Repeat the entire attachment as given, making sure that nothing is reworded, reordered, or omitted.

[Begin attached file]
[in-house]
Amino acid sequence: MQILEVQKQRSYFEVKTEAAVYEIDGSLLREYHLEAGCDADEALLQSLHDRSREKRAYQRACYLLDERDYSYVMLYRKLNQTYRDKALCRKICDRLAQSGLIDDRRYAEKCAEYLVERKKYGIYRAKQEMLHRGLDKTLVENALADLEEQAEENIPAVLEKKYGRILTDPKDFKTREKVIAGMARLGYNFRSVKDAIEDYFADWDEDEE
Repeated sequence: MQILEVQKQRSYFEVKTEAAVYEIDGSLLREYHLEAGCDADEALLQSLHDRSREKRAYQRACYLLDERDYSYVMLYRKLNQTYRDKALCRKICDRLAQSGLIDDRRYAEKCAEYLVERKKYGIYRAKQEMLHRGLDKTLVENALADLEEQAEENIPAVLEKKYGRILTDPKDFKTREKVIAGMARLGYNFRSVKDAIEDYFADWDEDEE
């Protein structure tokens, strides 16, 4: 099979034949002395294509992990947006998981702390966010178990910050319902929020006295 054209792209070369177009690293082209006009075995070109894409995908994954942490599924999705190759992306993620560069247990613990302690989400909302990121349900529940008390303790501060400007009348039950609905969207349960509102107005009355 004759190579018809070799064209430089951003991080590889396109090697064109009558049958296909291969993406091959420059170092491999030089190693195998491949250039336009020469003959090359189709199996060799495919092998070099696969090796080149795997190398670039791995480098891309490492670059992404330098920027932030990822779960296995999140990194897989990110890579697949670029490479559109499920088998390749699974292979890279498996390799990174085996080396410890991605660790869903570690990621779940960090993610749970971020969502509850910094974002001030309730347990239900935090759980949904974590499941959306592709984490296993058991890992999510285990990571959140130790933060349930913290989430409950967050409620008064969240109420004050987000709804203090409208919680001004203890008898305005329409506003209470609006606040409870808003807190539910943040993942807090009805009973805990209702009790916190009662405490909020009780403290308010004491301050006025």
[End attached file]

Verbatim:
[in-house]
Amino acid sequence: MQILEVQKQRSYFEVKTEAAVYEIDGSLLREYHLEAGCDADEALLQSLHDRSREKRAYQRACYLLDERDYSYVMLYRKLNQTYRDKALCRKICDRLAQSGLIDDRRYAEKCAEYLVERKKYGIYRAKQEMLHRGLDKTLVENALADLEEQAEENIPAVLEKKYGRILTDPKDFKTREKVIAGMARLGYNFRSVKDAIEDYFADWDEDEE
Repeated sequence: MQILEVQKQRSYFEVKTEAAVYEIDGSLLREYHLEAGCDADEALLQSLHDRSREKRAYQRACYLLDERDYSYVMLYRKLNQTYRDKALCRKICDRLAQSGLIDDRRYAEKCAEYLVERKKYGIYRAKQEMLHRGLDKTLVENALADLEEQAEENIPAVLEKKYGRILTDPKDFKTREKVIAGMARLGYNFRSVKDAIEDYFADWDEDEE
């Protein structure tokens, strides 16, 4: 099979034949002395294509992990947006998981702390966010178990910050319902929020006295 054209792209070369177009690293082209006009075995070109894409995908994954942490599924999705190759992306993620560069247990613990302690989400909302990121349900529940008390303790501060400007009348039950609905969207349960509102107005009355 004759190579018809070799064209430089951003991080590889396109090697064109009558049958296909291969993406091959420059170092491999030089190693195998491949250039336009020469003959090359189709199996060799495919092998070099696969090796080149795997190398670039791995480098891309490492670059992404330098920027932030990822779960296995999140990194897989990110890579697949670029490479559109499920088998390749699974292979890279498996390799990174085996080396410890991605660790869903570690990621779940960090993610749970971020969502509850910094974002001030309730347990239900935090759980949904974590499941959306592709984490296993058991890992999510285990990571959140130790933060349930913290989430409950967050409620008064969240109420004050987000709804203090409208919680001004203890008898305005329409506003209470609006606040409870808003807190539910943040993942807090009805009973805990209702009790916190009662405490909020009780403290308010004491301050006025």